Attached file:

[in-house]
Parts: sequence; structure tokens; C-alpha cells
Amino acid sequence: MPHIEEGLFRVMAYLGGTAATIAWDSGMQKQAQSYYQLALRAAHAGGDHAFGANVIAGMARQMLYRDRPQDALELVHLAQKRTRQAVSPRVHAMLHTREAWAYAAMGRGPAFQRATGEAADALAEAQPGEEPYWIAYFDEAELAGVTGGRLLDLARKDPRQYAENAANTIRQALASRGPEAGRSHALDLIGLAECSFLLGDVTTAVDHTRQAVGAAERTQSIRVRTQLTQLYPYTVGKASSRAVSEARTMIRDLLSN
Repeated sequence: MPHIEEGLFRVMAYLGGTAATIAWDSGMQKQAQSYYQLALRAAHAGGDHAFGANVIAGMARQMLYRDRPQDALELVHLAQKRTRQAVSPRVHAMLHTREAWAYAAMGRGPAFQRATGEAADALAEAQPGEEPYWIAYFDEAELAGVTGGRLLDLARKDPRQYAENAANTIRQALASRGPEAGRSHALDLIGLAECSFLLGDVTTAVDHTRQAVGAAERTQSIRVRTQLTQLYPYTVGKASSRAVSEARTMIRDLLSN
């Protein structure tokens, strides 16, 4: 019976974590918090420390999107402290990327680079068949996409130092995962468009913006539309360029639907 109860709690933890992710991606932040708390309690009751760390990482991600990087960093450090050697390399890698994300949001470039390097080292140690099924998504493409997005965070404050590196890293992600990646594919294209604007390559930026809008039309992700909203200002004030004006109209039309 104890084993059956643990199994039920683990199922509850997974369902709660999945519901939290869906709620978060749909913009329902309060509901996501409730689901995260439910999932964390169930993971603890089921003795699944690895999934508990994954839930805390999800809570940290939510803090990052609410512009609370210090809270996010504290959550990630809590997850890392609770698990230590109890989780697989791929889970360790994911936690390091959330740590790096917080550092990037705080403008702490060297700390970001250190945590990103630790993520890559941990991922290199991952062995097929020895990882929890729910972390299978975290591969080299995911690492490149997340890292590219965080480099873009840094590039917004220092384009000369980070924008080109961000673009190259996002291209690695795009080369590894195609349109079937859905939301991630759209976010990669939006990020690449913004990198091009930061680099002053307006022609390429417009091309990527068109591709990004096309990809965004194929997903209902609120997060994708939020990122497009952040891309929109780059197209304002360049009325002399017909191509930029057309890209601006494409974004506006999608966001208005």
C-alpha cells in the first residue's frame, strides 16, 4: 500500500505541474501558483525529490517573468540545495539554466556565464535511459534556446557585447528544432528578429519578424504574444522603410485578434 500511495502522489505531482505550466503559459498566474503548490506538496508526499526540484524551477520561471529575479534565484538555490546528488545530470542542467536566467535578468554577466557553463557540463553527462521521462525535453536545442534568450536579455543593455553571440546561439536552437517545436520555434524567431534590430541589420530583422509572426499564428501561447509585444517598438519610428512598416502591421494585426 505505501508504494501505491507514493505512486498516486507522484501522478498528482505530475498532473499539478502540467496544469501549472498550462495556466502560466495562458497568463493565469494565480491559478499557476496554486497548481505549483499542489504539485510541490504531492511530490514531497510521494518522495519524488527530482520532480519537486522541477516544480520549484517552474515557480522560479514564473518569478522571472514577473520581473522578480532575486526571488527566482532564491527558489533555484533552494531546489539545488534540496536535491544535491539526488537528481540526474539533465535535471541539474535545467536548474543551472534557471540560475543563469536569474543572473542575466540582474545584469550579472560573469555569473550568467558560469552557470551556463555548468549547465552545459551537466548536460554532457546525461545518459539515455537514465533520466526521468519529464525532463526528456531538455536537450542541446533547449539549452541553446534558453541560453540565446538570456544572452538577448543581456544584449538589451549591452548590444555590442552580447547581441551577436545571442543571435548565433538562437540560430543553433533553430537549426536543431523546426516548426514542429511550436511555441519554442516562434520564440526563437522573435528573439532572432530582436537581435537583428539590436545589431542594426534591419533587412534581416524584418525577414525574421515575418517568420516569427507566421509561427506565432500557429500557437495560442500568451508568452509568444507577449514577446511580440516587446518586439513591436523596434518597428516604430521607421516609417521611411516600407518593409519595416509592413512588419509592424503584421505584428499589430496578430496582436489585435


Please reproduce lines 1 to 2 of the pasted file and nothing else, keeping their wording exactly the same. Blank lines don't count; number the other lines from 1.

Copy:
[in-house]
Parts: sequence; structure tokens; C-alpha cells